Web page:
Portable 'gene therapy in a box' could make future cancer and HIV cures affordable in developing countries.
RNA-Binding Proteins Role in ALS Revealed
Researchers describe how damage to RNA-binding protein contributes to ALS, isolating a possible therapeutic target.
Genome Engineering Paves Way For Sickle Cell Cure
Researchers from UC Berkeley have used CRISPR-Cas9 gene editing to fix the mutated gene responsible for sickle cell disease.
Preventing Alzheimer's in Mice
Researchers have prevented the Alzheimer’s development in mice by using a virus delivery system to transport a specific gene into the brain.
Link Between Heart and Blood Cells in Early Development Found
Researchers have identifed a key factor in determining the fate of early undifferentiated cells during development.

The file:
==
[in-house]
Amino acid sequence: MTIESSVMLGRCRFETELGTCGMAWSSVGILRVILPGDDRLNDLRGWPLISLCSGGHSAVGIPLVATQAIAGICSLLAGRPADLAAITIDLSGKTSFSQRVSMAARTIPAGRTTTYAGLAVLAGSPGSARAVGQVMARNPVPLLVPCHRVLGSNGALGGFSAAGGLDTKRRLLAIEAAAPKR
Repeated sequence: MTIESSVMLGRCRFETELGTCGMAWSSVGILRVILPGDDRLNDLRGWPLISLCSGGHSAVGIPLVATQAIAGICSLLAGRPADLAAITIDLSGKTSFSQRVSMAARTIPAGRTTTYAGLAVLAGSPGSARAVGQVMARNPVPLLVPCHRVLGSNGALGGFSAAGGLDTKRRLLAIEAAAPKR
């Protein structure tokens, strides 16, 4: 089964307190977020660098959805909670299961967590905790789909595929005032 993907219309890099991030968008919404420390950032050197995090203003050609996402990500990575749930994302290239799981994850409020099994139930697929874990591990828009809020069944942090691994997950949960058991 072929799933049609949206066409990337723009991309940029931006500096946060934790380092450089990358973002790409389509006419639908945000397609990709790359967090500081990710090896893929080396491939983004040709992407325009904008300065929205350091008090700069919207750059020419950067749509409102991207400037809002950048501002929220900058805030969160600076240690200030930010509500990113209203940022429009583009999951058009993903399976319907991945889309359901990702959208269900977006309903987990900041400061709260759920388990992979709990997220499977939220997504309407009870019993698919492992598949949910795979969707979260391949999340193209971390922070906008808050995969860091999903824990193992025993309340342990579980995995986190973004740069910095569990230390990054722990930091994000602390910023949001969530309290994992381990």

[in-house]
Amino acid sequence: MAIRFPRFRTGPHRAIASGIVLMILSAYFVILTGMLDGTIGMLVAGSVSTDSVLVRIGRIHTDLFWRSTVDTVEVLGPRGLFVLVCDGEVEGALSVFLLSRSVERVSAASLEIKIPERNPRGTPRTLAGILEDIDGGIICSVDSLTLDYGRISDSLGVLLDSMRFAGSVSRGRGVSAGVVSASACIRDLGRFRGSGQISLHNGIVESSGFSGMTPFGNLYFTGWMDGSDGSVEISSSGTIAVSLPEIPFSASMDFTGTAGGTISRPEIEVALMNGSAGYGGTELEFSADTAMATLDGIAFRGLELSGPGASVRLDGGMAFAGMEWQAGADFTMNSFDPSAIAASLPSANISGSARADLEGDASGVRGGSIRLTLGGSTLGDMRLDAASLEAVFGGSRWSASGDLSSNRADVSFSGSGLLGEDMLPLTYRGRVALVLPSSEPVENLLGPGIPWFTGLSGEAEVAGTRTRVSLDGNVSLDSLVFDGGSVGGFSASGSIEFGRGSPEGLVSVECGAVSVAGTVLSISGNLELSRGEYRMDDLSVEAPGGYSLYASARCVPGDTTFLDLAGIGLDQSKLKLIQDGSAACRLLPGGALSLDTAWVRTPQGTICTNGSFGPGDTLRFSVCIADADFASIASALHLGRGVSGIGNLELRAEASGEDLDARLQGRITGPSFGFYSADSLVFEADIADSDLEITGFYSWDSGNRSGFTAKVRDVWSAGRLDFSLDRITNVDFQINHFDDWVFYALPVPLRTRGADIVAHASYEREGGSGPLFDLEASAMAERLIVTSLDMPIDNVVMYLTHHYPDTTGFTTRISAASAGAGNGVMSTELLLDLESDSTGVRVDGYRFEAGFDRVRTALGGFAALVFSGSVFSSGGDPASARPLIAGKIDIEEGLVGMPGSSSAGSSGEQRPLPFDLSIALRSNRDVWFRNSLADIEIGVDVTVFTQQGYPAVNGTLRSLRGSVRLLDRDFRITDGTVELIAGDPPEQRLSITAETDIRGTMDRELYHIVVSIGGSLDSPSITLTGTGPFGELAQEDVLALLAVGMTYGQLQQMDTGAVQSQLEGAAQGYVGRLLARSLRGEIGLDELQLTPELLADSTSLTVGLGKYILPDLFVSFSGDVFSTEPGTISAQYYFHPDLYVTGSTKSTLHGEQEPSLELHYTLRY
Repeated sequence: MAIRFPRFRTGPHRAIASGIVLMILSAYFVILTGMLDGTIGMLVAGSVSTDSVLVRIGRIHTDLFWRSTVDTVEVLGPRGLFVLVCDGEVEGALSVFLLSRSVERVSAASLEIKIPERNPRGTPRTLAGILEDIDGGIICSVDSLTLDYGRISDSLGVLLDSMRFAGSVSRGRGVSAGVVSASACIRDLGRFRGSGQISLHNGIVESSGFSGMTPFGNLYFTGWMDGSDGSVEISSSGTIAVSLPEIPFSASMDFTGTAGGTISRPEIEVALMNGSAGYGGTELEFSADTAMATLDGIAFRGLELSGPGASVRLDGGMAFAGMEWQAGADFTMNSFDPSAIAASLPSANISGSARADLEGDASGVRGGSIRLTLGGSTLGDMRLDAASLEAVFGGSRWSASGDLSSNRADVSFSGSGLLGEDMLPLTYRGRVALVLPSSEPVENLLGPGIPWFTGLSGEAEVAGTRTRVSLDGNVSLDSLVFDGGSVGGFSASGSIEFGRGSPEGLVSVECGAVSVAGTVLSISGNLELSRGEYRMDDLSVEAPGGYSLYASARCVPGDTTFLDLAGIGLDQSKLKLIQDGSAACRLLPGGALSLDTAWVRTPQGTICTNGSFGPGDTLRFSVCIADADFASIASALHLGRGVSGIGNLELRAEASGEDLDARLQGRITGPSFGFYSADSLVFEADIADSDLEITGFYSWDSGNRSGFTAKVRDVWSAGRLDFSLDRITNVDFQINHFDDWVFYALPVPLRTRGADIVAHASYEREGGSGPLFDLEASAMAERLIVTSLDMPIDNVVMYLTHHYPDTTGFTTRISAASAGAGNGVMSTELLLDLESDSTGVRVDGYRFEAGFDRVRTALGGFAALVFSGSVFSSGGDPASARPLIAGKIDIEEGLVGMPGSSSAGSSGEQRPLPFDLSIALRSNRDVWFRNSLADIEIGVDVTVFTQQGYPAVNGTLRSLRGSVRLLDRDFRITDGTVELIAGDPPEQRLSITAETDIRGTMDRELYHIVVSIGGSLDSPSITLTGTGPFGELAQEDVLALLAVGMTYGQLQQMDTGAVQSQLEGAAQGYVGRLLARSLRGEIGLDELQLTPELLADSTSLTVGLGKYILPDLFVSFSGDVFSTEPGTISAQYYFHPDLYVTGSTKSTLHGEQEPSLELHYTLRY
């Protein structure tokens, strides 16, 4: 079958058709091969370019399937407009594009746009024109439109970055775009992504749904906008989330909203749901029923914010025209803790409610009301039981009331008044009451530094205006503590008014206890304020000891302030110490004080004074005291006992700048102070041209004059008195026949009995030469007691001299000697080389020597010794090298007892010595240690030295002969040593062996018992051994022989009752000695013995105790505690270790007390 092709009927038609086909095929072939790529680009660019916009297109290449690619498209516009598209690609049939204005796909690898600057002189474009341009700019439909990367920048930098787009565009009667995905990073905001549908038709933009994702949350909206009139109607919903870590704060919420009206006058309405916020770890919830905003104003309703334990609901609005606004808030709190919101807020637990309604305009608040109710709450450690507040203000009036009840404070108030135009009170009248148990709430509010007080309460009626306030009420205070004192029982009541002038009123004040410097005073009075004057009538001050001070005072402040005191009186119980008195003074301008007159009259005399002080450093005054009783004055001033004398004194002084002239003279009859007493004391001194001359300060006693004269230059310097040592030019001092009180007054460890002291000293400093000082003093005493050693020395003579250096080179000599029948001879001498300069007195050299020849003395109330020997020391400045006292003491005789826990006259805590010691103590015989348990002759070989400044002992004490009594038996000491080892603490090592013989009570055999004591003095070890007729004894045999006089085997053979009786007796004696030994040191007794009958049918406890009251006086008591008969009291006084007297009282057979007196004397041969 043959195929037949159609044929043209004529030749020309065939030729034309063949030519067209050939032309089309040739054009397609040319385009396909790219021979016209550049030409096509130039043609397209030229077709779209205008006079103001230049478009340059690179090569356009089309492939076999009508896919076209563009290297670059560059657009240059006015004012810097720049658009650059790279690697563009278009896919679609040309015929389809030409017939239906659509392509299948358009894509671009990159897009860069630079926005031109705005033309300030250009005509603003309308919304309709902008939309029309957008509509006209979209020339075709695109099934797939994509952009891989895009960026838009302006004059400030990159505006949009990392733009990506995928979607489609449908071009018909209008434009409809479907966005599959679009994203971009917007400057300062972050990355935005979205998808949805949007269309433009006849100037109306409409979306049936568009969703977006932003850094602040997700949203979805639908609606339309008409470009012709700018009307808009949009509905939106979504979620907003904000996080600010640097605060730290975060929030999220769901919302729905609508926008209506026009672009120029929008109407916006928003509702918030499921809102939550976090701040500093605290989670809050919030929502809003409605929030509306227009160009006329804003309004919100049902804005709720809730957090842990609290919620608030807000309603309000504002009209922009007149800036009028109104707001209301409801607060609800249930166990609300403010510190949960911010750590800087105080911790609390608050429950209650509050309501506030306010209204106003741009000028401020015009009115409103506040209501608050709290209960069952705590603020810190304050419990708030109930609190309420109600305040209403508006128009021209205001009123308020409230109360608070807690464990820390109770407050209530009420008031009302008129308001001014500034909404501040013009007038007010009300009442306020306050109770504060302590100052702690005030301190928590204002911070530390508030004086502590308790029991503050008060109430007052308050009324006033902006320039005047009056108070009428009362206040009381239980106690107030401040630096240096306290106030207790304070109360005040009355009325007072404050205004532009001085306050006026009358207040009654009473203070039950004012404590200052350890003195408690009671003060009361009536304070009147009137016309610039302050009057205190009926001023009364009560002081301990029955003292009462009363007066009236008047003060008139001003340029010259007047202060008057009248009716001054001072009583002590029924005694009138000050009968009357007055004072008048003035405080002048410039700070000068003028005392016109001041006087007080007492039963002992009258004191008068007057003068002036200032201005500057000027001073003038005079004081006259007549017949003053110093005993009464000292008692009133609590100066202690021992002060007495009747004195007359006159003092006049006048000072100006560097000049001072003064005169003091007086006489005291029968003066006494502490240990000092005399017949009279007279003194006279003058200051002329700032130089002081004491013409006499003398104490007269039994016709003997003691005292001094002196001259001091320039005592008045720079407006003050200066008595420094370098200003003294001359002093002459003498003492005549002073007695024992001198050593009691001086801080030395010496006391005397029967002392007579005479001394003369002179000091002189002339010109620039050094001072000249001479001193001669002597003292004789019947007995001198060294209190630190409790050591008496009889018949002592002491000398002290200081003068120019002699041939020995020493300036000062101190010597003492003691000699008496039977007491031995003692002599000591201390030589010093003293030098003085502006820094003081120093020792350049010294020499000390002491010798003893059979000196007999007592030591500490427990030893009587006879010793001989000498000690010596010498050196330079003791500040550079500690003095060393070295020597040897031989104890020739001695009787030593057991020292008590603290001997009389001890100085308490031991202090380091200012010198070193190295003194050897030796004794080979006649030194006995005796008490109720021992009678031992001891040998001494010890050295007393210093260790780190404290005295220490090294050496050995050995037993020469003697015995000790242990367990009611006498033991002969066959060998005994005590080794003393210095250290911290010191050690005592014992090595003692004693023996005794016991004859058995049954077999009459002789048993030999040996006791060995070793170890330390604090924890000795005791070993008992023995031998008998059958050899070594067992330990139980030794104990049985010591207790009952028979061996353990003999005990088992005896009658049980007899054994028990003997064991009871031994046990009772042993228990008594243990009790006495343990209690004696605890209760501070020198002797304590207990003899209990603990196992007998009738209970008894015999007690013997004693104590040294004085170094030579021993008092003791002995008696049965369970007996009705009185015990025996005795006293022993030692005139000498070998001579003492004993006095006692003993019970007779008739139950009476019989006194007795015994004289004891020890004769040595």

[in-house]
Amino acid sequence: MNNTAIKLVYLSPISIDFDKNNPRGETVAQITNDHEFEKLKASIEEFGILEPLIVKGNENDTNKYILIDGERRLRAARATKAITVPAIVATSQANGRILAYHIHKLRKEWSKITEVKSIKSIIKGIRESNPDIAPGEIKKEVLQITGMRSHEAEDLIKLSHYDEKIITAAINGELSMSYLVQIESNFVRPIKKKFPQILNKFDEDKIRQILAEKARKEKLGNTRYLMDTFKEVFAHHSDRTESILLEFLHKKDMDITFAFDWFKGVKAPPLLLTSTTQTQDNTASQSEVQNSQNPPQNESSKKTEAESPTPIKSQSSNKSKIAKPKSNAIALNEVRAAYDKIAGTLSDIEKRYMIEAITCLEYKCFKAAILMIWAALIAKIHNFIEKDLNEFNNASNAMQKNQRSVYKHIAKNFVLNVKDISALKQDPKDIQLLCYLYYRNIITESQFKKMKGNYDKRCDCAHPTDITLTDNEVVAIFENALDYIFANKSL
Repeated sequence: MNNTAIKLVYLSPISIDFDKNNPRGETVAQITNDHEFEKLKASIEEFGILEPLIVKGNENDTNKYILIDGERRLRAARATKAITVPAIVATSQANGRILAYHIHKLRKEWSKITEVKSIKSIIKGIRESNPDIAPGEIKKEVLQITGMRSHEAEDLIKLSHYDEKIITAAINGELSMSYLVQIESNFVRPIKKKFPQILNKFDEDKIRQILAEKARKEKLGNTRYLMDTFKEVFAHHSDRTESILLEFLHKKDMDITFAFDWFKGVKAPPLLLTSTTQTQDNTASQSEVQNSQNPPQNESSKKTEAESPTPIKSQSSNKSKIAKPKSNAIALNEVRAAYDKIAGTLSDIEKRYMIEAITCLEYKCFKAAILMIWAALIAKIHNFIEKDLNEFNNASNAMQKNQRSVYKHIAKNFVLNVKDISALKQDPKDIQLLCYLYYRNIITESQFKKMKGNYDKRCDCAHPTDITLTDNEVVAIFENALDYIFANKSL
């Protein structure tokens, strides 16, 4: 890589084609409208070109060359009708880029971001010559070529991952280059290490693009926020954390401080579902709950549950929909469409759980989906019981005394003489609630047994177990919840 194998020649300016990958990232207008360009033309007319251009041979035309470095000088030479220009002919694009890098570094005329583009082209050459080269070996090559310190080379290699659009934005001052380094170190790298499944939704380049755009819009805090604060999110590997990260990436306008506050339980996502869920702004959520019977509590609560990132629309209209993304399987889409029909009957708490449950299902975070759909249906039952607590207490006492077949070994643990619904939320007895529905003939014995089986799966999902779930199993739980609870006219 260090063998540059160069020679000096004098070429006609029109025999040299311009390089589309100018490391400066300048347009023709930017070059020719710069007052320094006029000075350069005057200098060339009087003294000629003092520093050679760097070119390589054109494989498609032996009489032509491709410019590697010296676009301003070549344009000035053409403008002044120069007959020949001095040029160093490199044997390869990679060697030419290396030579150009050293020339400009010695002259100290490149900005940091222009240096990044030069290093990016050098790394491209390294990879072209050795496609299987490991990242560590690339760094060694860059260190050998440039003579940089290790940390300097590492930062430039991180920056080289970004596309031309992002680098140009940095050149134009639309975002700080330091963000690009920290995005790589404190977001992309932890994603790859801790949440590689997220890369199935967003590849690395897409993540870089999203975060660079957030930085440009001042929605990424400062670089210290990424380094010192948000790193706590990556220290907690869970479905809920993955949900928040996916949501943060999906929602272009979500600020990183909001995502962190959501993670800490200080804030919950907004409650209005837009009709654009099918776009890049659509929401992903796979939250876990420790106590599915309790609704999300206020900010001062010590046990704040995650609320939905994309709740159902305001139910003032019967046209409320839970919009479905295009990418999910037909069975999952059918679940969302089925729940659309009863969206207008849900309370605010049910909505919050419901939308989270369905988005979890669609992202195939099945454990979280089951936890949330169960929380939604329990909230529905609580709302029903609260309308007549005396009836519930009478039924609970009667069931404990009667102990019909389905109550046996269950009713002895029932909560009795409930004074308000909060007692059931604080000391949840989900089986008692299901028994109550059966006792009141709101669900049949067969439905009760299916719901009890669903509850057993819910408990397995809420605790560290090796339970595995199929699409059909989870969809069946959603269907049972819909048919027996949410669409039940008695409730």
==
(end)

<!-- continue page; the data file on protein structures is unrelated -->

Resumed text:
3D-Printing in Science: Conference Co-Staged with LABVOLUTION
LABVOLUTION 2017 will have an added highlight of a simultaneous conference, "3D-Printing in Science".
Scientists Speed Up Muscle Repair
Researchers discovered genetically modified mice were able to support far more regenerative stem cells, for muscle repair, than previously thought.
Skyscraper Banner

SELECTBIO Market Reports
Go to LabTube
Go to eposters
Access to the latest scientific news
Exclusive articles
Upload and share your posters on ePosters
Latest presentations and webinars
View a library of 1,800+ scientific and medical posters
3,500+ scientific and medical posters
A library of 2,500+ scientific videos on LabTube
5,200+ scientific videos